Consequences, Privileges, and Positive Discipline
There is a difference between consequences and punishment. If a teacher requires a homework assignment to be completed on time, and the student fails to do so, the punishment could be to write 100 times, "I will complete my homework on time." On the other hand, a best practice would be a consequence in which the student would finish the assignment under supervision.
Travis Heights Elementary, in Austin, Texas provides a good example of a consequence situation. In a first-second grade class, the students had been misbehaving all morning long. When lunchtime came, only a few students were allowed to eat in the cafeteria. The others, as a consequence of behaving badly had to eat lunch inside.
Most importantly, the students must think through the consequences of their choices, so they can learn from their mistakes. It is helpful for the teacher to ask "how" and "what" questions of the student. For example, "How do you feel about what happened?" Ms. Cantu's class at Travis Heights uses a technique called natural consequences to help the students understand.
Rewards and privileges
A good alternative to discipline involves rewarding the students for behaving. The rewarding of tickets, for such behaviors is a good idea. Depending on the teacher, tickets may be handed out to students for raising their hand in class, helping out another student or a variety of good behaviors. The third-fourth grade teacher at Travis Heights relies on this method. On Fridays the students may cash in their tickets. In return, rewards include a piece of candy, a get-out-of-homework pass, or their pick of a toy in the treasure chest. By enforcing good behavior, the students learn that the teacher's attention does not always focus on the bad students.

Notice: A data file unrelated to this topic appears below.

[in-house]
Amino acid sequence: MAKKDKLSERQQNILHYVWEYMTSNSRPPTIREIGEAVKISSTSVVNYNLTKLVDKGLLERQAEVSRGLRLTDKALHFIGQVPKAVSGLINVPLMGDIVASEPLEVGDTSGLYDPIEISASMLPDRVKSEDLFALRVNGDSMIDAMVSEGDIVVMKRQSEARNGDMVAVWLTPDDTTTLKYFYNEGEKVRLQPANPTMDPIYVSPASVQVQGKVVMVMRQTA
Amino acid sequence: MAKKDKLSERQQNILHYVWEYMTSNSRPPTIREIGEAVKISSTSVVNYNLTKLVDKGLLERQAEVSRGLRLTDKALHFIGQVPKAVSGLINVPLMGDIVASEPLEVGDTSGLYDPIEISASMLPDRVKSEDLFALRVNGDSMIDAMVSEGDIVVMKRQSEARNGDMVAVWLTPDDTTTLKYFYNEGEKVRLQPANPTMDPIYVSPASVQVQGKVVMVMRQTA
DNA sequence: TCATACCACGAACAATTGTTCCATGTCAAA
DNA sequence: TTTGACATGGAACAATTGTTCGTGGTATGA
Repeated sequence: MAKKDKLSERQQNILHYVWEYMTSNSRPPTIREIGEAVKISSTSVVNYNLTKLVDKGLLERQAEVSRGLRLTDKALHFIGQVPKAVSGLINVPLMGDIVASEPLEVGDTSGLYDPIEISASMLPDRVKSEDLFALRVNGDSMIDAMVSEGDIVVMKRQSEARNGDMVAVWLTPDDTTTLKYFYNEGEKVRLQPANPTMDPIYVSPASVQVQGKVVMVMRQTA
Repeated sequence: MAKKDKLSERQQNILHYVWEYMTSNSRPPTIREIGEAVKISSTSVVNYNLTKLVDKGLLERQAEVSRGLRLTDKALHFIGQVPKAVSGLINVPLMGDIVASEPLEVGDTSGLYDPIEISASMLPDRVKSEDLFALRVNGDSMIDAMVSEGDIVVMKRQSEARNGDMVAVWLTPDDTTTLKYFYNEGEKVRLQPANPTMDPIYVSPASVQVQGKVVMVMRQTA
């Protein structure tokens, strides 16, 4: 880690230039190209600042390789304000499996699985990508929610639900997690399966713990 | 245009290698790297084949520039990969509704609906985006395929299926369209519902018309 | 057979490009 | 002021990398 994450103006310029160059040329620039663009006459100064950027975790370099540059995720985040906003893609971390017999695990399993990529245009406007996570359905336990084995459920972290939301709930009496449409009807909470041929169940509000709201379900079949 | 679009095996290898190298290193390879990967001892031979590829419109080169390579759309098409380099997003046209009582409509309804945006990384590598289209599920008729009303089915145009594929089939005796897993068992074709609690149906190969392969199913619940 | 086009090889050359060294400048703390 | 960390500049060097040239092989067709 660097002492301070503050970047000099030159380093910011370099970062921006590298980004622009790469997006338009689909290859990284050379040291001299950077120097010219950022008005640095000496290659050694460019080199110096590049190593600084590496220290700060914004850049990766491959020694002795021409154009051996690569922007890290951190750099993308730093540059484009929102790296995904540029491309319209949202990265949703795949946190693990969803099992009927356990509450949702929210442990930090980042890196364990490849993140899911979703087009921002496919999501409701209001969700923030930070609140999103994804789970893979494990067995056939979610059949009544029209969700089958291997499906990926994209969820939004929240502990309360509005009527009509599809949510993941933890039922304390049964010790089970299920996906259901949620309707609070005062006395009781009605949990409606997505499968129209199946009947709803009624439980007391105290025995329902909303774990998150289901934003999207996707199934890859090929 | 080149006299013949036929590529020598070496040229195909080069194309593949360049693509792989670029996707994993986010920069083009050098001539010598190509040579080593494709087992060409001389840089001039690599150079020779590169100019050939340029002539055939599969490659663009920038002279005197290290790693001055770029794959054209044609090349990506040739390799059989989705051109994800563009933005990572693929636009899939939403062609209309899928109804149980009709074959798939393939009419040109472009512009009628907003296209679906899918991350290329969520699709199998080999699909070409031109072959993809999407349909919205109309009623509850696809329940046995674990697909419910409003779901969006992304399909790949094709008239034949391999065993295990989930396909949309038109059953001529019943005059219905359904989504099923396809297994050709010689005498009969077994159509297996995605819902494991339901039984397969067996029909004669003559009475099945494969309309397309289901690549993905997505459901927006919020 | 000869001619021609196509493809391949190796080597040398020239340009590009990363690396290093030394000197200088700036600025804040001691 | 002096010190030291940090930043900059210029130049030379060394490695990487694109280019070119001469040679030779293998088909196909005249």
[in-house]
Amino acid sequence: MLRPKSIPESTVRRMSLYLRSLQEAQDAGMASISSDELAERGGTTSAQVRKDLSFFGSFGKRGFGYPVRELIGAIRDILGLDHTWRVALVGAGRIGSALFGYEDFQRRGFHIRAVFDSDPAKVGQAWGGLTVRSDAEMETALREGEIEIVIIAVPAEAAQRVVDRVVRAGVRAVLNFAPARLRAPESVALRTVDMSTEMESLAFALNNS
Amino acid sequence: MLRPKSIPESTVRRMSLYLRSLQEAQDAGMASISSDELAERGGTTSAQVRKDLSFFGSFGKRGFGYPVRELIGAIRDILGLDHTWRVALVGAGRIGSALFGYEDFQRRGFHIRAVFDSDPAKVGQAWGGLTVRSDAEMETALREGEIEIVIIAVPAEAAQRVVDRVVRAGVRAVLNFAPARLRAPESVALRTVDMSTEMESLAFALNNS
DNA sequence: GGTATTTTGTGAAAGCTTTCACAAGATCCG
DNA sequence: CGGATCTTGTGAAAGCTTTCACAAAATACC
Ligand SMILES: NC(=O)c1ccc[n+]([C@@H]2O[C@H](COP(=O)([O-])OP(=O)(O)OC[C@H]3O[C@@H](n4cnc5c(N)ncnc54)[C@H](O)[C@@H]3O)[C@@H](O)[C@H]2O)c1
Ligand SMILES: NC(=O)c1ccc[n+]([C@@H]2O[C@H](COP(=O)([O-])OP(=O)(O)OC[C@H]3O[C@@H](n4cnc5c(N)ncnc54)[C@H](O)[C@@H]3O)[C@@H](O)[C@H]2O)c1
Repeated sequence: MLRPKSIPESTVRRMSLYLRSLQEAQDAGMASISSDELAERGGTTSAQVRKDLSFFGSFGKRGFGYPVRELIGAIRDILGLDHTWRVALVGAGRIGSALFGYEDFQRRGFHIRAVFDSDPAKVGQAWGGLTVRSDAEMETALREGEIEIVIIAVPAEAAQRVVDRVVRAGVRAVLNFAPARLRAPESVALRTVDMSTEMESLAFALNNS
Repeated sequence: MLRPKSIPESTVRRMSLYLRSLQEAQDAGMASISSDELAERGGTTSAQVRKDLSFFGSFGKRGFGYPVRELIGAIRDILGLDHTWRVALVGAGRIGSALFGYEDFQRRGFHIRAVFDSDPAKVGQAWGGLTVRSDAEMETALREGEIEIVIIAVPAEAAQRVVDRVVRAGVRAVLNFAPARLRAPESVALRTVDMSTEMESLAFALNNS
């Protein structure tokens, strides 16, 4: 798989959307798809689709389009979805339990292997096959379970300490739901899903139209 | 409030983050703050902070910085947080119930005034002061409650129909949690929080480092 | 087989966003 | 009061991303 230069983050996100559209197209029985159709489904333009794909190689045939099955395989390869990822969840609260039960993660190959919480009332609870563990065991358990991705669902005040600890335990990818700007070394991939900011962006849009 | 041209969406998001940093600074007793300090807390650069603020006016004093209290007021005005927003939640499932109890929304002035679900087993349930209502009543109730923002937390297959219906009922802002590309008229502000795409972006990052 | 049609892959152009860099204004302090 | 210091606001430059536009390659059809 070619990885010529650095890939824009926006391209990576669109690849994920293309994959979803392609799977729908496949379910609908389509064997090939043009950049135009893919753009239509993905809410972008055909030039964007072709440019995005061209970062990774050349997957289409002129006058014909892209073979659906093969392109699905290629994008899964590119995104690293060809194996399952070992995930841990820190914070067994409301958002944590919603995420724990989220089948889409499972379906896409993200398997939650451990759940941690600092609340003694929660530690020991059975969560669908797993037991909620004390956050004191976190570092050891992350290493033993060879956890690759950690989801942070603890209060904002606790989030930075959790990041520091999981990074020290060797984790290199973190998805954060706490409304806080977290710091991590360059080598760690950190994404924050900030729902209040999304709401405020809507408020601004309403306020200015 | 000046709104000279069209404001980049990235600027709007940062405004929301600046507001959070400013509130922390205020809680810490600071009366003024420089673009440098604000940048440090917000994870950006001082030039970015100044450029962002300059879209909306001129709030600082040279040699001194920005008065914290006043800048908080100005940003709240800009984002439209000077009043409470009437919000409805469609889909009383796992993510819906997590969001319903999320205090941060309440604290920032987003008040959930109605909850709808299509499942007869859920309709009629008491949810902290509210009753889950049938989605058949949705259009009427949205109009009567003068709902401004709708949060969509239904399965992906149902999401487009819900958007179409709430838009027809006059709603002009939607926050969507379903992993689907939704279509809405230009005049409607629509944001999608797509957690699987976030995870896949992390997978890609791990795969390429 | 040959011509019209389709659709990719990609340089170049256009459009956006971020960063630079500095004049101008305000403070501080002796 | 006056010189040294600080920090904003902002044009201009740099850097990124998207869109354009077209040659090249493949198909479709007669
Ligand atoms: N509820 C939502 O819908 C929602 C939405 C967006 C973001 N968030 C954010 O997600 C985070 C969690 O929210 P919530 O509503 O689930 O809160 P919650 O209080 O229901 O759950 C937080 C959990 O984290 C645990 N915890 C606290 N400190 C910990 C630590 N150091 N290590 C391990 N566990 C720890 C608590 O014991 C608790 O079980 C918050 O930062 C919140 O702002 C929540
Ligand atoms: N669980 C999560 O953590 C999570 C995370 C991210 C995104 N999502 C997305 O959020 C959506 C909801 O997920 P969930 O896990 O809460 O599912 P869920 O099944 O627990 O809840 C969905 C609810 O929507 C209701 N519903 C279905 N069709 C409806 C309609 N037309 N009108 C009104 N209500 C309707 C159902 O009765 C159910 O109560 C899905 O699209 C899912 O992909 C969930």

A modification of the ticket method allows the students to save their "tokens" and put them in the "bank". Richard Elardo explores this idea in his book, "Behavior Modification in an Elementary School: Problems and Issues". With this system, the tokens do not have to be cashed in every week. However, during recess and lunchtime, tickets can be issued out for misbehavior. When this happens, the student talks with the principal concerning how many tokens must be given up for the misdeed.
At Dill Elementary, in Austin, Texas, a daily point sheet is used to evaluate the students' behaviors. This elementary school is reserved for students with discipline problems, and only holds about eighty kids. For the long-term students, who stay there a semester, they must periodically move through three levels. These point sheets allow for this transition. The students are rated with a good, fair, or poor day over fifteen behaviors. Every night the parent must sign the point sheet. After ten good days, the student moves up to the next level. Privileges are included at each stage. For example being able to drink out of the water fountain, or go to class without an adult. This method may seem a little stringent, but for these kids it works well.